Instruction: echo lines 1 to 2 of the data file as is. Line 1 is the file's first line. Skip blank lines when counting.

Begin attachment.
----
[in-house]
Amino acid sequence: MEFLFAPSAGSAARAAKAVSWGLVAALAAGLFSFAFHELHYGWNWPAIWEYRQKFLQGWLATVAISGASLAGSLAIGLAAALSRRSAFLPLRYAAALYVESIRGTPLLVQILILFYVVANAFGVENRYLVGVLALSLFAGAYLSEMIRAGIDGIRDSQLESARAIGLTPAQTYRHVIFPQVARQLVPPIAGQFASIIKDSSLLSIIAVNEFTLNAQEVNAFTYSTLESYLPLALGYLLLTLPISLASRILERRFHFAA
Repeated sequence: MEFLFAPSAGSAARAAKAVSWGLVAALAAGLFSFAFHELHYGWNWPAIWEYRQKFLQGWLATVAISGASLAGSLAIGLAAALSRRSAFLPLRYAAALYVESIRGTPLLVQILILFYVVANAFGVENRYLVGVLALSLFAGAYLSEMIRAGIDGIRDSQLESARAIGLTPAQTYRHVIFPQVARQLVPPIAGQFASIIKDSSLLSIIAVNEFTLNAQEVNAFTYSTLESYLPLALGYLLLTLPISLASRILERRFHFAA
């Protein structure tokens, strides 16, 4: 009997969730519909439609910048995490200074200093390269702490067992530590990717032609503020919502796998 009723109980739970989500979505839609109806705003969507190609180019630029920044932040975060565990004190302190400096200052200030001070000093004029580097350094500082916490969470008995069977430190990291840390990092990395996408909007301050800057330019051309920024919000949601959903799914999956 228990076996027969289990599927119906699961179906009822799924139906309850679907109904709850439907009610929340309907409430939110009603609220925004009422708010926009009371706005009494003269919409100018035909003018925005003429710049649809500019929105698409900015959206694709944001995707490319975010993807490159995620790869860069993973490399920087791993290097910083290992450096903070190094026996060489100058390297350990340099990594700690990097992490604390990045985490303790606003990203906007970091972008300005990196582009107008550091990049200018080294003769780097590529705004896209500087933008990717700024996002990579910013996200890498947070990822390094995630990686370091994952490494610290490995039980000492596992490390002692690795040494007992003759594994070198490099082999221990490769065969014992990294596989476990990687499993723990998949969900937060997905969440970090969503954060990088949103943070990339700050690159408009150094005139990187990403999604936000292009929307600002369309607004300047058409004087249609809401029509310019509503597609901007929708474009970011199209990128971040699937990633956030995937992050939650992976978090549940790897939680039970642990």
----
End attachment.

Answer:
[in-house]
Amino acid sequence: MEFLFAPSAGSAARAAKAVSWGLVAALAAGLFSFAFHELHYGWNWPAIWEYRQKFLQGWLATVAISGASLAGSLAIGLAAALSRRSAFLPLRYAAALYVESIRGTPLLVQILILFYVVANAFGVENRYLVGVLALSLFAGAYLSEMIRAGIDGIRDSQLESARAIGLTPAQTYRHVIFPQVARQLVPPIAGQFASIIKDSSLLSIIAVNEFTLNAQEVNAFTYSTLESYLPLALGYLLLTLPISLASRILERRFHFAA